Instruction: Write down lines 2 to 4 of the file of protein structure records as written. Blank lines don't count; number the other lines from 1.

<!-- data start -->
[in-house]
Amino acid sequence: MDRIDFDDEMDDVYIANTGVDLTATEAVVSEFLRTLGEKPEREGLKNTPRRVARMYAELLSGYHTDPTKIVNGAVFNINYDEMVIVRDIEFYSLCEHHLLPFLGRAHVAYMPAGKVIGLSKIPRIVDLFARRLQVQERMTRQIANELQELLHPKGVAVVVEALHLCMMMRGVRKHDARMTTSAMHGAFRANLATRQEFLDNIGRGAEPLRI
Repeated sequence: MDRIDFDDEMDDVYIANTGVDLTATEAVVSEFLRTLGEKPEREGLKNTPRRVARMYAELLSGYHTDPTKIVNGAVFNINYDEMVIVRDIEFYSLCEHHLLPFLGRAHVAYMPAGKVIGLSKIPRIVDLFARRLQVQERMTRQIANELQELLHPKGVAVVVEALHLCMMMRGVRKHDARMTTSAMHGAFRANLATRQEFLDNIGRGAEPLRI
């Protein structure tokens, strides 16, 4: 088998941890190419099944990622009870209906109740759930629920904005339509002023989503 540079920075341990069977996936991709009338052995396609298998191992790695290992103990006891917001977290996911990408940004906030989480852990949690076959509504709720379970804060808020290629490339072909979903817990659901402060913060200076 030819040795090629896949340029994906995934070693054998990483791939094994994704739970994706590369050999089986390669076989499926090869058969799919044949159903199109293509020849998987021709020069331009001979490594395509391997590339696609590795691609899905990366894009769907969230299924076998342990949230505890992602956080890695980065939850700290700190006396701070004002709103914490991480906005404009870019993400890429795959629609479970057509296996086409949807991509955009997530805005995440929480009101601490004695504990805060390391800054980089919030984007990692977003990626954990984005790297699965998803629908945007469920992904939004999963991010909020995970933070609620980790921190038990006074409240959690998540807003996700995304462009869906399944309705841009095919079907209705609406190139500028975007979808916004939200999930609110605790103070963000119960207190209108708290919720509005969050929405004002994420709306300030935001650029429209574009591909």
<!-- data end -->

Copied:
Amino acid sequence: MDRIDFDDEMDDVYIANTGVDLTATEAVVSEFLRTLGEKPEREGLKNTPRRVARMYAELLSGYHTDPTKIVNGAVFNINYDEMVIVRDIEFYSLCEHHLLPFLGRAHVAYMPAGKVIGLSKIPRIVDLFARRLQVQERMTRQIANELQELLHPKGVAVVVEALHLCMMMRGVRKHDARMTTSAMHGAFRANLATRQEFLDNIGRGAEPLRI
Repeated sequence: MDRIDFDDEMDDVYIANTGVDLTATEAVVSEFLRTLGEKPEREGLKNTPRRVARMYAELLSGYHTDPTKIVNGAVFNINYDEMVIVRDIEFYSLCEHHLLPFLGRAHVAYMPAGKVIGLSKIPRIVDLFARRLQVQERMTRQIANELQELLHPKGVAVVVEALHLCMMMRGVRKHDARMTTSAMHGAFRANLATRQEFLDNIGRGAEPLRI
């Protein structure tokens, strides 16, 4: 088998941890190419099944990622009870209906109740759930629920904005339509002023989503 540079920075341990069977996936991709009338052995396609298998191992790695290992103990006891917001977290996911990408940004906030989480852990949690076959509504709720379970804060808020290629490339072909979903817990659901402060913060200076 030819040795090629896949340029994906995934070693054998990483791939094994994704739970994706590369050999089986390669076989499926090869058969799919044949159903199109293509020849998987021709020069331009001979490594395509391997590339696609590795691609899905990366894009769907969230299924076998342990949230505890992602956080890695980065939850700290700190006396701070004002709103914490991480906005404009870019993400890429795959629609479970057509296996086409949807991509955009997530805005995440929480009101601490004695504990805060390391800054980089919030984007990692977003990626954990984005790297699965998803629908945007469920992904939004999963991010909020995970933070609620980790921190038990006074409240959690998540807003996700995304462009869906399944309705841009095919079907209705609406190139500028975007979808916004939200999930609110605790103070963000119960207190209108708290919720509005969050929405004002994420709306300030935001650029429209574009591909």